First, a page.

When we say “virtual USB,” we’re actually mimicking low-speed USB with GPIO pins on the ATtiny, since there is no actual USB hardware on the ATtiny84. Essentially, the V-USB library bit-bangs the differential pair signaling of USB communications to make the USB host on our computer think we’re transferring information using the USB protocol.

Warning: Once again, this is extremely hackerish. SparkFun can't promise this will work with all computers.

Hardware Setup

Add a 10μF capacitor between the RESET and GND pins of the Arduino. Watch the polarity! The capacitor will prevent the Arduino from entering bootloader mode so that it will pass the compiled firmware to the connected ATtiny rather than trying to program itself.

Add capacitor to the Arduino ISP

Upload Micronucleus to the ATtiny84

Head to the micronucleus GitHub repository to clone the bootloader or download the zip here.

Download micronucleus bootloader (.ZIP)

Unzip the folder.

The Arduino IDE comes with a tool called AVRDUDE, which is a piece of software that can be used to download and upload firmware, read and write fuses, and manipulate ROM and EEPROM on AVR microcontrollers. Whenever you upload code to an AVR-based Arduino, the Arduino IDE is quietly calling AVRDUDE in the background to make that happen.

We’re going to call AVRDUDE manually to send a piece of pre-compiled firmware to the ATtiny.

Open a command terminal and navigate to <Arduino Directory>/hardware/tools/avr/bin:

cd \<Arduino Directory\>/hardware/tools/avr/bin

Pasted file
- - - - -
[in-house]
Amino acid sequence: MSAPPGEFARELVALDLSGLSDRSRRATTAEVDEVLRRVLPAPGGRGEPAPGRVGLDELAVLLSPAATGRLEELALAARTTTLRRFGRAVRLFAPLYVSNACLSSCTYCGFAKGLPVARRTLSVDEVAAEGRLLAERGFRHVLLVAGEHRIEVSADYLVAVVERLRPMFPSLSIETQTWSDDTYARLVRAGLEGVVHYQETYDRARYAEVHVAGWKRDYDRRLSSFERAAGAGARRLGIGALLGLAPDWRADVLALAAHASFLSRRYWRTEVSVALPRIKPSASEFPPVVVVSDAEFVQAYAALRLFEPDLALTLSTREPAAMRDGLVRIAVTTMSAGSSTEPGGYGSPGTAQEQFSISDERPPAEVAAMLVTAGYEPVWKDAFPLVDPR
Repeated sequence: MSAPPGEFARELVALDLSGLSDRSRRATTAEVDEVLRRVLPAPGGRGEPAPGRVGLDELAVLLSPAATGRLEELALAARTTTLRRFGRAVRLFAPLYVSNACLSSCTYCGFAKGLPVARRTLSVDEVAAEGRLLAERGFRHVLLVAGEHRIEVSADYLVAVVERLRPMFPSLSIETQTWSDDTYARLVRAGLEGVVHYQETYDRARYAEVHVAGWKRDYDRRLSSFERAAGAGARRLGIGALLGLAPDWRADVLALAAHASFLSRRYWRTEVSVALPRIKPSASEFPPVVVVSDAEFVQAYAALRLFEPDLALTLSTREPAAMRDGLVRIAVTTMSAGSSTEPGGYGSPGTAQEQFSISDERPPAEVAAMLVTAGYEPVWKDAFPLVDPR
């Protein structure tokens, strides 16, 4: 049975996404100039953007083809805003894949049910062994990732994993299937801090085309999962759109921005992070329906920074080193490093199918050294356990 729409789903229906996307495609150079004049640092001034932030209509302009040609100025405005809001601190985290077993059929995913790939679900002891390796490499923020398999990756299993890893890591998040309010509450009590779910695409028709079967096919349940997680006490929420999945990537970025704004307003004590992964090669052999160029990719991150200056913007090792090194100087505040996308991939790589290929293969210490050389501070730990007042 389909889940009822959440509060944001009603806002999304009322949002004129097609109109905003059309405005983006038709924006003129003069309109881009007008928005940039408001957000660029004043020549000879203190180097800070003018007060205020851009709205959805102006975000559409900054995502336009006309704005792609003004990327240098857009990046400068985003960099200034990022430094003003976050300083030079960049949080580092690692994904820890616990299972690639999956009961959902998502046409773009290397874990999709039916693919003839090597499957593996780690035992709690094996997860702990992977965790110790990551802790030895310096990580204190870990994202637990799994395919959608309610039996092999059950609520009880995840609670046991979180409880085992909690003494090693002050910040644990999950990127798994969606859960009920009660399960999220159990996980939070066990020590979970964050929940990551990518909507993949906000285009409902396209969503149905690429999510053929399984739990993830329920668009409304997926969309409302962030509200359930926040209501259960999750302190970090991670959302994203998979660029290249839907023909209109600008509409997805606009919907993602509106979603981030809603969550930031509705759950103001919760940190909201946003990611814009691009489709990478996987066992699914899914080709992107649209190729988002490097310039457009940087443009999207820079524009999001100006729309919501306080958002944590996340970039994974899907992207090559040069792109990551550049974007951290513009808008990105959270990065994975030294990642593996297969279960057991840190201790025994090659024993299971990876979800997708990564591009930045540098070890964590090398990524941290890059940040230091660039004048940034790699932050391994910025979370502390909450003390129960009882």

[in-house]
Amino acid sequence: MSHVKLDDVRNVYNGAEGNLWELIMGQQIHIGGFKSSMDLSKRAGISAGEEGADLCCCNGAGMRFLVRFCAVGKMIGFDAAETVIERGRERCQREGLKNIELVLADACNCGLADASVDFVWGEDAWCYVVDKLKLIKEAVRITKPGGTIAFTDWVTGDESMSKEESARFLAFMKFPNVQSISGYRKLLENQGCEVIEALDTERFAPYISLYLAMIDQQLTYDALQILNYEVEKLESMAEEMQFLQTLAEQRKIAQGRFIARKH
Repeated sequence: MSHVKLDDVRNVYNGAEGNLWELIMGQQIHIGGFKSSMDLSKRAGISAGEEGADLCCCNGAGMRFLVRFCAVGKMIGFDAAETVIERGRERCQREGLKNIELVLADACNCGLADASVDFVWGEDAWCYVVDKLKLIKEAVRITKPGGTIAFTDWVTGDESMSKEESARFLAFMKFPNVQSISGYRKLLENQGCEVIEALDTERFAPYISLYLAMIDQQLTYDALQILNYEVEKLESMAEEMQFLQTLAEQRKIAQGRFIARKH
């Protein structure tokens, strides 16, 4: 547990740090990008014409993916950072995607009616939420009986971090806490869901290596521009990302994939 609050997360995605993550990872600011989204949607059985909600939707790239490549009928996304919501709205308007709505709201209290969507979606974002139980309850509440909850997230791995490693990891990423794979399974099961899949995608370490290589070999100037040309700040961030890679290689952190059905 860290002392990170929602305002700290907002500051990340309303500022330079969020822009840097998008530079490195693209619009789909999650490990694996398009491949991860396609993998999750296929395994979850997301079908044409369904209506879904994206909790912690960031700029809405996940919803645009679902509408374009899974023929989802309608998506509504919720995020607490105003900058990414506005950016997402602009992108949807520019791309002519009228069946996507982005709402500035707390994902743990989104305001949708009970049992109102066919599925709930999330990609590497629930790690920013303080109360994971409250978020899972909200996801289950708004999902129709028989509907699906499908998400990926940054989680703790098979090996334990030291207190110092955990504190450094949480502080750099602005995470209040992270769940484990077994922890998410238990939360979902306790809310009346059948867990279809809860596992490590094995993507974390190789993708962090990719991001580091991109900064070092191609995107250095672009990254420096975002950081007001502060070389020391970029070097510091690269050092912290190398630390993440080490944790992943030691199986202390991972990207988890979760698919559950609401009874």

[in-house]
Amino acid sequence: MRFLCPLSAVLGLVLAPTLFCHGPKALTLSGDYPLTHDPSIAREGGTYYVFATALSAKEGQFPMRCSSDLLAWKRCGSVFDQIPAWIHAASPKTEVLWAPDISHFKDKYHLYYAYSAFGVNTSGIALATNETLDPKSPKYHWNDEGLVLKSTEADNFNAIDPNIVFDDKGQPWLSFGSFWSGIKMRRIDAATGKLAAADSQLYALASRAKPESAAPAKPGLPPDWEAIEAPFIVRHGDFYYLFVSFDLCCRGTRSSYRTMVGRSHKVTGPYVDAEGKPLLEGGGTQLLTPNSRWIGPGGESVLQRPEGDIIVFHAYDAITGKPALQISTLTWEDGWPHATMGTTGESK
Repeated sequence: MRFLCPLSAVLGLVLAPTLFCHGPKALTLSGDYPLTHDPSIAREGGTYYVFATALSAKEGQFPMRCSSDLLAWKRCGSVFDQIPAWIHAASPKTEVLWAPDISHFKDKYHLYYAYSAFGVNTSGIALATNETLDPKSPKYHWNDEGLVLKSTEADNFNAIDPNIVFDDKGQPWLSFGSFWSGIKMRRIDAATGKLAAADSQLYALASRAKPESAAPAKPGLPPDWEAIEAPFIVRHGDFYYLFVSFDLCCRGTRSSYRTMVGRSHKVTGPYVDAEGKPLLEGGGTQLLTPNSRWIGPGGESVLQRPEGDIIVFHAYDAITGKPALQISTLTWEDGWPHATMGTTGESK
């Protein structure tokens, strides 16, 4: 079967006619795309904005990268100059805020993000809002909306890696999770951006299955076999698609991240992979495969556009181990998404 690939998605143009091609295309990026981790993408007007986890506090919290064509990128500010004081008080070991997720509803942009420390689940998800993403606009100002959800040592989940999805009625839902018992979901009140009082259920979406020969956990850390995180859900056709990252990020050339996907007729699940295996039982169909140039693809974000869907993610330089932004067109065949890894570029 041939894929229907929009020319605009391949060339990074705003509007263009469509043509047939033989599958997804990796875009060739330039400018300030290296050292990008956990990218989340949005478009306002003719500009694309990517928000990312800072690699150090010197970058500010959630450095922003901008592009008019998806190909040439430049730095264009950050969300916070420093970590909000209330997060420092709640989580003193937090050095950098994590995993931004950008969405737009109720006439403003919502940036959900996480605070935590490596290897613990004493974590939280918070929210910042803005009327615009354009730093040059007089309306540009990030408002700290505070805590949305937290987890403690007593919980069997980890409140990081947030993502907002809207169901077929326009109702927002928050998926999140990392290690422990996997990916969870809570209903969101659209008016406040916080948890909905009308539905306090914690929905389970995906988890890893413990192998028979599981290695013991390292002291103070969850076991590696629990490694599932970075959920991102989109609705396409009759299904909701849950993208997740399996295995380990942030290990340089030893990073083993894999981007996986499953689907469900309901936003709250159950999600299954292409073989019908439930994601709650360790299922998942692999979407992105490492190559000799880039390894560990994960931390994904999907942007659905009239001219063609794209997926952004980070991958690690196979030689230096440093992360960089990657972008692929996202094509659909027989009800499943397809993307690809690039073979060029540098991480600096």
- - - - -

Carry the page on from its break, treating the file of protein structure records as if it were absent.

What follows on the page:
Enter the following command, changing <micronucleus Directory> to wherever you downloaded and unzipped the micronucleus repository and <Serial Port> to the serial port connected to your Arduino ISP (e.g., COM65 on Windows).

avrdude -C ../etc/avrdude.conf -c arduino -p t84 -P <Serial Port> -b 19200 -U flash:w:<micronucleus Directory>/firmware/releases/t84_default.hex

Your output should look similar to the following.

Uploading micronucleus with AVRDUDE

Change Fuses

Most microcontrollers come with a number of configuration bits that reside in nonvolatile memory outside of the normal program space. In AVR chips, like our ATtiny84, these bits are known as “fuses.” By default, the fuses on a new ATtiny84 are set to:

  • Divide the clock by 8
  • Disabled brown-out detection
  • No self-programming

We want to change the fuses so that we have:

  • No clock divider
  • Brown-out detection at 2.7V (not necessary, but useful if running off battery)
  • Self-programming

To see which fuses need to be changed, select ATtiny84 from the dropdown list on the AVR Fuse Calculator site.

Burning Fuses with AVRDUDE

If you change the features on the fuse calculator, you’ll see that we need to set the following:

  • Low Fuse Byte: 0xE2
  • High Fuse Byte: 0xDD
  • Extended Fuse Byte: 0xFE

To do that, we’ll use AVRDUDE. Once again, navigate to the directory with AVRDUDE in Arduino and execute the following command:

avrdude -C ../etc/avrdude.conf -c arduino -p t84 -P <Serial Port> -b 19200 -U lfuse:w:0xe2:m -U hfuse:w:0xdd:m -U efuse:w:0xfe:m

Verify that the fuses have been written with the following:

avrdude -C ../etc/avrdude.conf -c arduino -p t84 -P <Serial Port> -b 19200 -U lfuse:r:-:i

While you are telling AVRDUDE to specifically read the lfuse, it will print out the state of all the fuses. You should see the following at the bottom of the printout:

avrdude: safemode: Fuses OK (E:FE, H:DD, L:E2)

avrdude reading fuses

Create an Arduino Board Definition

To be able to program the ATtiny84 from Arduino, we need to make a custom board definition. There are three main parts for a board definition, and we’ll create each one:

  • boards.txt – Information about the microcontroller (clock speed, program space, etc.)
  • platform.txt – Extra information the compiler might need and which loader tool to use (e.g., AVRDUDE)
  • pins_ardiuno.h – Tells the compiler which pins in code map to which pins on the microcontroller